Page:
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Here is a very useful NYT Opinionator post summarizing American education issues in a global context – in a balanced and accurate way. For some reason, it goes off the rails into never-never land when it describes current federal education policy, but the rest is still useful. The post itself is based on this analysis by the Council on Foreign Relations. Here’s the good part:
Averages can be misleading. The familiar, one-dimensional story told about American education is that it was once the best system in the world but that now it’s headed down the drain, with piles of money thrown down after it.
The truth is that there are two very different education stories in America. The children of the wealthiest 10 percent or so do receive some of the best education in the world, and the quality keeps getting better. For most everyone else, this is not the case. America’s average standing in global education rankings has tumbled not because everyone is falling, but because of the country’s deep, still-widening achievement gap between socioeconomic groups.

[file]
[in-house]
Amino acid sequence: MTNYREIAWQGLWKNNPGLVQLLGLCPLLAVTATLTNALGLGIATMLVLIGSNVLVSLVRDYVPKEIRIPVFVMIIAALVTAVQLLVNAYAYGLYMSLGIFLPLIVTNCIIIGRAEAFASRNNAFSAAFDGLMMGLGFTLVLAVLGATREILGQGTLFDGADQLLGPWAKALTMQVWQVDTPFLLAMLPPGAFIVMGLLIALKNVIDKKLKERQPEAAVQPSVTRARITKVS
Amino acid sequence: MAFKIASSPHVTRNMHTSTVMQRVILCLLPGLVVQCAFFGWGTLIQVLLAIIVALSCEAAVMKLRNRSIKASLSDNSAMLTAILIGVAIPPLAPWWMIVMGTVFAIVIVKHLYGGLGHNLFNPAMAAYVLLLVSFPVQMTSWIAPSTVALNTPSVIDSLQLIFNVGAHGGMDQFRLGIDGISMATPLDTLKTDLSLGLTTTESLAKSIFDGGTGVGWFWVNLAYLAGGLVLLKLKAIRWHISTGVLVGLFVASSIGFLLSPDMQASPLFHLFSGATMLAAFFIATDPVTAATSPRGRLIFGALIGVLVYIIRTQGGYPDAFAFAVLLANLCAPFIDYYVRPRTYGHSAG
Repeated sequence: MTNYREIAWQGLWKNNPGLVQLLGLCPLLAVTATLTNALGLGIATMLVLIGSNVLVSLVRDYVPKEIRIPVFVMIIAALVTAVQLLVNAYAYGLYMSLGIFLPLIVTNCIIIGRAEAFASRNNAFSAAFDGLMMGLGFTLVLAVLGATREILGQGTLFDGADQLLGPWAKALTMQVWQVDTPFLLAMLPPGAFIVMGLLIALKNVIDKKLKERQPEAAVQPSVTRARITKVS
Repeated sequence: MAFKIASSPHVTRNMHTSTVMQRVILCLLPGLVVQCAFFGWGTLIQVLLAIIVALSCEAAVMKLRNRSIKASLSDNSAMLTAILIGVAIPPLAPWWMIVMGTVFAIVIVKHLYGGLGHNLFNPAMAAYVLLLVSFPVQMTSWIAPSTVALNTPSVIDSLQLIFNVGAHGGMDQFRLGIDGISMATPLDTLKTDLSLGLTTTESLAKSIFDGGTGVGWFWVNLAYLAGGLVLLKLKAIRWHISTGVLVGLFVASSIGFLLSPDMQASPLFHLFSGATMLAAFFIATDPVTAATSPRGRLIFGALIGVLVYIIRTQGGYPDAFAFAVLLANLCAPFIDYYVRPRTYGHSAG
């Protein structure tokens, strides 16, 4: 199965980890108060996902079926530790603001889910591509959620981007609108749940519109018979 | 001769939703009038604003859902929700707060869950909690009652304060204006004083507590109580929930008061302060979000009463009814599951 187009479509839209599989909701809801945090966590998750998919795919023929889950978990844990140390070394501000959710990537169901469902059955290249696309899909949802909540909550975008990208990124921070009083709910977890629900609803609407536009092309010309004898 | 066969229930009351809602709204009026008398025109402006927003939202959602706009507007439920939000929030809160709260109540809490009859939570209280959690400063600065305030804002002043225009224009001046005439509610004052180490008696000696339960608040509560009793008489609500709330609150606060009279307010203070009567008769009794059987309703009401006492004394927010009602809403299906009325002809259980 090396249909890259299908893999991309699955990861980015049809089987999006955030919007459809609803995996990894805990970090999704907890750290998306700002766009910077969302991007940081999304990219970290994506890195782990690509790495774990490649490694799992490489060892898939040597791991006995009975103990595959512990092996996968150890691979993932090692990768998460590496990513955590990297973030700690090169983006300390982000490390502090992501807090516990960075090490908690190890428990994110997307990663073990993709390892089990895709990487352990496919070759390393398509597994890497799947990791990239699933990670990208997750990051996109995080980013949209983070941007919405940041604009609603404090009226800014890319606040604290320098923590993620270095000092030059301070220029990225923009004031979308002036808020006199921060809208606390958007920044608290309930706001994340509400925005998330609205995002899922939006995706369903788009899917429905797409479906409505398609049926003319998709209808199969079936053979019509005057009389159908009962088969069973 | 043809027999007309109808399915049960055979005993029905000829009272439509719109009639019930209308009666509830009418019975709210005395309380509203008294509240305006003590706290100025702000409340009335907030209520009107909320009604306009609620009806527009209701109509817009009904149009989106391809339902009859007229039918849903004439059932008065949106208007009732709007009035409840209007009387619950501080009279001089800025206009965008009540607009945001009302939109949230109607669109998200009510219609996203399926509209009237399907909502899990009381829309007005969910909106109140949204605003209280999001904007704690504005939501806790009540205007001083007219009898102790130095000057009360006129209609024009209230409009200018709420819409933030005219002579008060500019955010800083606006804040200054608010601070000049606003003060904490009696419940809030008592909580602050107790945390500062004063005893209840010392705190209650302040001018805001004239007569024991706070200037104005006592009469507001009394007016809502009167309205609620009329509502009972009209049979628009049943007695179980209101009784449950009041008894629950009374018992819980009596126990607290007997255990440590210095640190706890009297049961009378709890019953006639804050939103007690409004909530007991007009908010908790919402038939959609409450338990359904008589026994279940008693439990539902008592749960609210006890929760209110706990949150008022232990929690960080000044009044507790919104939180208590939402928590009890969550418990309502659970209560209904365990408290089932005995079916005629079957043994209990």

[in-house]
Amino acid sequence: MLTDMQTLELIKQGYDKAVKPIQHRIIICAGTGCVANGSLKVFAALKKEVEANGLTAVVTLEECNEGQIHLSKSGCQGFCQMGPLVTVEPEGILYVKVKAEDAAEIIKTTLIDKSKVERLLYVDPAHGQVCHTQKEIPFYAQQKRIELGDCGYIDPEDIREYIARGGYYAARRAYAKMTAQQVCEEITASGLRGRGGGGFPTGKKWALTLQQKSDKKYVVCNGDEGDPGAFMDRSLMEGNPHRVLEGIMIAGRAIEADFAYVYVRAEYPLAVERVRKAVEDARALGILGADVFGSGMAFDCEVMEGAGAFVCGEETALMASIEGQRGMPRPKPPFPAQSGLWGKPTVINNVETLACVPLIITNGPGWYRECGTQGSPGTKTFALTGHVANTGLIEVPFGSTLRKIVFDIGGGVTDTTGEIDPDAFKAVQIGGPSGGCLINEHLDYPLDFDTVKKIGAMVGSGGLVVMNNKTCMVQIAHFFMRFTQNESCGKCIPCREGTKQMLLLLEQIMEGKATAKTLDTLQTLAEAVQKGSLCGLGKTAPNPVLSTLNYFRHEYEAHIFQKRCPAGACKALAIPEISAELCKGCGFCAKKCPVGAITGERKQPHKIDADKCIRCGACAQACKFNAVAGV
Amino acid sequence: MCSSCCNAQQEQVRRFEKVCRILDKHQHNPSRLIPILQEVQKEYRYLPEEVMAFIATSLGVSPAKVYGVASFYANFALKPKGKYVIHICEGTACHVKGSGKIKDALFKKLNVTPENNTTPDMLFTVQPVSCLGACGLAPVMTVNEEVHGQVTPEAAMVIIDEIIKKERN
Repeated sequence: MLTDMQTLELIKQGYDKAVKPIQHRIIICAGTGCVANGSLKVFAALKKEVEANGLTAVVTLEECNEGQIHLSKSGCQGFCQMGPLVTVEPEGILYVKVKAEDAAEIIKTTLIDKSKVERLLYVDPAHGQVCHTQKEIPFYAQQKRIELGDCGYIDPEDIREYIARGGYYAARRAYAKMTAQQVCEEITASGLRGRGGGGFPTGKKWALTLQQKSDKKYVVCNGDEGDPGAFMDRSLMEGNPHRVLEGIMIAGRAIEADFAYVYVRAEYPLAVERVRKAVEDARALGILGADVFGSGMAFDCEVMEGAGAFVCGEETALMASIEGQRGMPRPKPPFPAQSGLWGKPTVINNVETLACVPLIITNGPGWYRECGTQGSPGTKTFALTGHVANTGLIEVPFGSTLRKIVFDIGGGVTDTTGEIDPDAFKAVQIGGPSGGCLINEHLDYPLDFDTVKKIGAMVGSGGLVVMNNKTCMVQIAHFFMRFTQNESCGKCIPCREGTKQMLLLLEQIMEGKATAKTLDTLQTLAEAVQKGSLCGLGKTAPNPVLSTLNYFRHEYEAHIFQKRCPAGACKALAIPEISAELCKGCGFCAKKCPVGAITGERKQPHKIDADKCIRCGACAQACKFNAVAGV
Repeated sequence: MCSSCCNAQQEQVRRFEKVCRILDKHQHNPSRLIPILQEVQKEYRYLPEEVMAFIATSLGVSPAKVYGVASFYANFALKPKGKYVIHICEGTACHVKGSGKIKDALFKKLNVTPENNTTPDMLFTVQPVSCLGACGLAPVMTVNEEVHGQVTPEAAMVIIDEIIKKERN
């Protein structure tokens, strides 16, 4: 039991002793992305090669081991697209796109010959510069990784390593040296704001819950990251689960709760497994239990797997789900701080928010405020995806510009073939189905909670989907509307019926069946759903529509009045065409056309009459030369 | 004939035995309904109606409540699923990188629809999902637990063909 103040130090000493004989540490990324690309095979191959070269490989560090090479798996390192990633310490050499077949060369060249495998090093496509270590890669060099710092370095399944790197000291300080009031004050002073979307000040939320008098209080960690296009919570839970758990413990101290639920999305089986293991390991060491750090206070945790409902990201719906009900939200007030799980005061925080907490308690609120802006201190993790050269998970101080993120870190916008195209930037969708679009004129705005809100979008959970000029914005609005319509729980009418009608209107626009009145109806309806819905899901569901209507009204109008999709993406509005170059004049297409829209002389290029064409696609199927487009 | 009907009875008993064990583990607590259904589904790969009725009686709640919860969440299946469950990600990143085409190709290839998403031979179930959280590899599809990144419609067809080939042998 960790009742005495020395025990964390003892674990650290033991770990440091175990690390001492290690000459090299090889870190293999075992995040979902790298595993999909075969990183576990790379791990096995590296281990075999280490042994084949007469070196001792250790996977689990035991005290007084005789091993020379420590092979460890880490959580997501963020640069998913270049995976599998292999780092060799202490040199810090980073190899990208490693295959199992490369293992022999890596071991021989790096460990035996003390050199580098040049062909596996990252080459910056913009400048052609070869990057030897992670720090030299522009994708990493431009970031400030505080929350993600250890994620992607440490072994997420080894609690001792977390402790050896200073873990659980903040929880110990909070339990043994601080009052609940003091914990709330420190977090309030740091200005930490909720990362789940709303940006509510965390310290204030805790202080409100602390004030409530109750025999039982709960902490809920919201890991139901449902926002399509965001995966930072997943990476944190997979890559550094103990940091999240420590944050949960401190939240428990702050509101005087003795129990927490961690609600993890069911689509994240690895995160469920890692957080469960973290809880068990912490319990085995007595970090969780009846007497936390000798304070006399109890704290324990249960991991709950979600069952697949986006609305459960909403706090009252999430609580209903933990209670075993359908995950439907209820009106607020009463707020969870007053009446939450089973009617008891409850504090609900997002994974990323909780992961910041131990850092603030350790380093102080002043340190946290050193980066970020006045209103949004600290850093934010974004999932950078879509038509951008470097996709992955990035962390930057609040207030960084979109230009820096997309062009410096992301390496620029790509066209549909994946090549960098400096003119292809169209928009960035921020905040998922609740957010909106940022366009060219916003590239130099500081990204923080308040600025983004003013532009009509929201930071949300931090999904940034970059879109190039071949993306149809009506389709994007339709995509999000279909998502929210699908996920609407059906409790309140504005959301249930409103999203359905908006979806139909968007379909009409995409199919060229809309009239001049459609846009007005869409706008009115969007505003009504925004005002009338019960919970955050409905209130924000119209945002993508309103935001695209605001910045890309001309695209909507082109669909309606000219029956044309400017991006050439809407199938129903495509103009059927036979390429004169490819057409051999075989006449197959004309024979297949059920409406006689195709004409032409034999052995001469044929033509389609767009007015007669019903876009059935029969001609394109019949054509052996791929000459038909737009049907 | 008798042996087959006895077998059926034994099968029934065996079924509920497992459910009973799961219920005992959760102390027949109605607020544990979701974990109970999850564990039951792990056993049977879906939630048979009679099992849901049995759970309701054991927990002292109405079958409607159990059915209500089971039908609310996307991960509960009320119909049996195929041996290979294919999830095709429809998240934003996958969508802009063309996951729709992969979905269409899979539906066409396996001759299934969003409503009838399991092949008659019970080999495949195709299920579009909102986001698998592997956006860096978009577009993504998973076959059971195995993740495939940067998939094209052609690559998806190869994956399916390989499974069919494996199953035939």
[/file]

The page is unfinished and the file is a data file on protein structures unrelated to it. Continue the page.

And while America does spend plenty on education, it funnels a disproportionate share into educating wealthier students, worsening that gap. The majority of other advanced countries do things differently, at least at the K-12 level, tilting resources in favor of poorer students.
Historically, the role of the federal government, which takes a back seat to the states in education, has been to try to close achievement gaps, but they have continued to widen. Several changes in federal education policy under President Obama have actually increased the flow of scarce federal dollars toward those students who need it less, reinforcing inequities and further weakening overall educational performance. Reversing America’s slide in international education rankings will require turning that record on its head.